A group named The Citadel is hoping to build a community in the mountains of North Idaho made up of thousands of households. The project would be a "martial endeavor designed to protect residents in times of peril" and "built as a fortified bastion of liberty," according to the group's website, iiicitadel.com.
The plan is to build the community with a fortified castle and firearms museum, and typical city features like a bank, jail and library south of Coeur d'Alene. It would have 3,500 to 7,000 families living on about 2,000 to 3,000 acres, according to the website.
But the fate of the project is very uncertain, according to the group. It isn't clear yet whether it would even be built in Idaho.
"Currently we are a loose collection of several hundred people with a germ of an idea, and honestly not ready to provide you with a cogent interview or even background," an unnamed representative for the group said in an email to the Statesman.
Benewah County is the "first choice" because of its low population density and "shared world-view" of independence, self-sufficiency and patriotism, the website said.
The group has already bought 20 acres of land on top of a mountain in the county, the website said. It hopes to break ground shortly after summer 2013. More than 200 families have applied to join, the website said.
At least one of the core members lives in Idaho, near Coeur d'Alene, the group said.
"It is our hope that the residents of Benewah County will quickly learn that our intent is to be an asset to their lives, not an intrusion," the website said.
The project could be built in Montana, Wyoming or several other Idaho counties, it said.
At the center of the development is a business, III Arms, a modern firearms company that would employ residents. All of the company's profits would be donated to the Citadel.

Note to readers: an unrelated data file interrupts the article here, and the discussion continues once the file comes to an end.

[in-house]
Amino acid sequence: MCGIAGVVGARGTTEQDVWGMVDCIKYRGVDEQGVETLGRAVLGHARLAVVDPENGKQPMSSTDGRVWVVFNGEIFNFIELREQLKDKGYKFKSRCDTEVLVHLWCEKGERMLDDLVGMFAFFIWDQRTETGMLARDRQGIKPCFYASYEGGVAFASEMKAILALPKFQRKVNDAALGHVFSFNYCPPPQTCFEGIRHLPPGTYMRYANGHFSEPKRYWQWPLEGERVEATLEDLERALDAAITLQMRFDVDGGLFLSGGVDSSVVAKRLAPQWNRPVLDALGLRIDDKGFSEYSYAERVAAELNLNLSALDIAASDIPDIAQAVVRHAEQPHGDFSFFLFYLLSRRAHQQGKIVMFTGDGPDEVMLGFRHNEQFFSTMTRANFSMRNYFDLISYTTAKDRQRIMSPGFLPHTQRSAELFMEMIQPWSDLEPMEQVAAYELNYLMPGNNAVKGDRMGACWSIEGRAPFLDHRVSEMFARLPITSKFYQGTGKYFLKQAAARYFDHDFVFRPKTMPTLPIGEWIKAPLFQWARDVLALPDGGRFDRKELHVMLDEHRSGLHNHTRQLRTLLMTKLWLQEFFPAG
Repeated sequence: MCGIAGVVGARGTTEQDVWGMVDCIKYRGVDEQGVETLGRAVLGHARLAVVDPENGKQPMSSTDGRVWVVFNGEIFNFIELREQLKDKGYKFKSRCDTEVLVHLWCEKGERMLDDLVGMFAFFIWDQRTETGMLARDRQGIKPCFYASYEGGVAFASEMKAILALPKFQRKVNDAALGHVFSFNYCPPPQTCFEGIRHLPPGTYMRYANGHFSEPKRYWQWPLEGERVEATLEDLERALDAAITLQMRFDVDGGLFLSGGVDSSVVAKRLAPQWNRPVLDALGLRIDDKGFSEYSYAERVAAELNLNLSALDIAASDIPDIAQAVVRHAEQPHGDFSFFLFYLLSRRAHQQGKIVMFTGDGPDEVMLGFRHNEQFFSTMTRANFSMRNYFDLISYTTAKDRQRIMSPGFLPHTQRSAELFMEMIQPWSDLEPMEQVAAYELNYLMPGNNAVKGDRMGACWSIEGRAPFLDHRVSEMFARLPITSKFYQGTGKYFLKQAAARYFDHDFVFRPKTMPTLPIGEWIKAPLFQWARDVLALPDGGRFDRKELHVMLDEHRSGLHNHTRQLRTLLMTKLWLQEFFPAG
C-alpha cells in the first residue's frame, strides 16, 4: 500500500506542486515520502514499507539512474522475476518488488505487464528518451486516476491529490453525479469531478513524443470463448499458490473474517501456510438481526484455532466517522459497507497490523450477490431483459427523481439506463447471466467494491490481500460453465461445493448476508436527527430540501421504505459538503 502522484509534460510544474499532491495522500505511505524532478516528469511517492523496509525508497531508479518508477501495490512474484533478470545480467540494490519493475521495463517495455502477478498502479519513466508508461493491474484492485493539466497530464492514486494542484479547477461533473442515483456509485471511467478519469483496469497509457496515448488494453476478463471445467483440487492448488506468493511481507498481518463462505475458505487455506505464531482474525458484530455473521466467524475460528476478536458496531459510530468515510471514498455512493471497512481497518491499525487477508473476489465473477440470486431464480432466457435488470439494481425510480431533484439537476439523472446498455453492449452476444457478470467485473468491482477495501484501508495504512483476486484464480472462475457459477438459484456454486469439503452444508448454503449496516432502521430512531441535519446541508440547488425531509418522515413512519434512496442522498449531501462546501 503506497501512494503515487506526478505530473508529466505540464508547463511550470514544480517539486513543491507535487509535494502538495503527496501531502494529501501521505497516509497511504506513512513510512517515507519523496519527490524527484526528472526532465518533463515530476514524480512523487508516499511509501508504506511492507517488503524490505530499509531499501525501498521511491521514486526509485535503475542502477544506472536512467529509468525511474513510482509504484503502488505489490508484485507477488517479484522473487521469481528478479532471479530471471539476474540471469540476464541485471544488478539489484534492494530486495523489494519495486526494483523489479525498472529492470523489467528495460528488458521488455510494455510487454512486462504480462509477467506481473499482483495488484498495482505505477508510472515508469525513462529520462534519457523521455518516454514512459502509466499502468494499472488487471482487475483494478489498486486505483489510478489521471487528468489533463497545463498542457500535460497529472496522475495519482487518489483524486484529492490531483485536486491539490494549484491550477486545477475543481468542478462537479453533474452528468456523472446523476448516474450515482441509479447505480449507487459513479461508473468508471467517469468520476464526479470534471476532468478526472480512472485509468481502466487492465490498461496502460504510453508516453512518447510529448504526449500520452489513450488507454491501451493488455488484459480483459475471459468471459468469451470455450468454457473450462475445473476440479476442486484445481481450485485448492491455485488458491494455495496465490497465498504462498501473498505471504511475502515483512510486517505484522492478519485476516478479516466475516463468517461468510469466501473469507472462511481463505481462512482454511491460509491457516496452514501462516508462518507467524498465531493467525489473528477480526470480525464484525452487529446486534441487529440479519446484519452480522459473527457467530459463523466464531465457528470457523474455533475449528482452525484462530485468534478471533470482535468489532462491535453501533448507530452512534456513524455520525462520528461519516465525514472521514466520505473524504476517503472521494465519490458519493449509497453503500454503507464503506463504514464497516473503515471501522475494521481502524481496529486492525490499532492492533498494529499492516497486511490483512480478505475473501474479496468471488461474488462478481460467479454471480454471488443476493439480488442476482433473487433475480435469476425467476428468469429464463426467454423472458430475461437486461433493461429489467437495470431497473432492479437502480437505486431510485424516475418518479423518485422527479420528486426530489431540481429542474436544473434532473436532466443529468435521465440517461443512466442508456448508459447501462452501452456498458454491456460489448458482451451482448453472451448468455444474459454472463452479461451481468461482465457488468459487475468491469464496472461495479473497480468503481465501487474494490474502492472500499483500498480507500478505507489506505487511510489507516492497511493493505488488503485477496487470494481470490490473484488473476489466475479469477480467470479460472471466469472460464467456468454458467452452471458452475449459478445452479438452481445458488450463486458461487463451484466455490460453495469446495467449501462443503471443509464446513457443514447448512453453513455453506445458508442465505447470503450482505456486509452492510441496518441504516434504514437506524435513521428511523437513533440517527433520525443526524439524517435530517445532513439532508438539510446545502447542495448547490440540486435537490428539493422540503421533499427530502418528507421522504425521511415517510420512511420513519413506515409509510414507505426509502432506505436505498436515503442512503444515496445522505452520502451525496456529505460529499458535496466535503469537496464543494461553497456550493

III Arms Co. was incorporated in Idaho in August. Its headquarters address is in Gaithersburg, Md., a suburb of Washington, D.C. A woman whose name is listed as a representative of the company could not be reached by phone Wednesday.
"Additionally, the Citadel intends to become a premiere tourist destination for Americans from sea-to-sea and border-to-border," the website said.
One to two square miles of the Citadel would be protected by walls and towers, the website said.
Residents would have to agree to conditions such as:
Following federal and state constitutions
Being able to shoot a man-sized steel target at various distances with a handgun and a rifle
Keeping on hand a AR-15 semi-automatic rifle variant, at least five magazines, 1,000 rounds of ammunition and other supplies
Keeping every household stocked with enough food, water and other provisions to last a year
Taking courses in areas such as basic medical care, firearms safety and marksmanship
Being armed with a loaded sidearm whenever visiting the Citadel's town center
The application with a $208 fee asks if the person plans to raise livestock, farm, live inside or outside the Citadel's walls or start a business there.
The Citadel will not have a leader, and it started as an idea in the Patriot Blogosphere in early 2012, the website said.
As of early December, the Citadel group said it was waiting on early legal paperwork to be approved by attorneys and the state of Delaware, stressing that the group was waiting for approvals to proceed in earnest.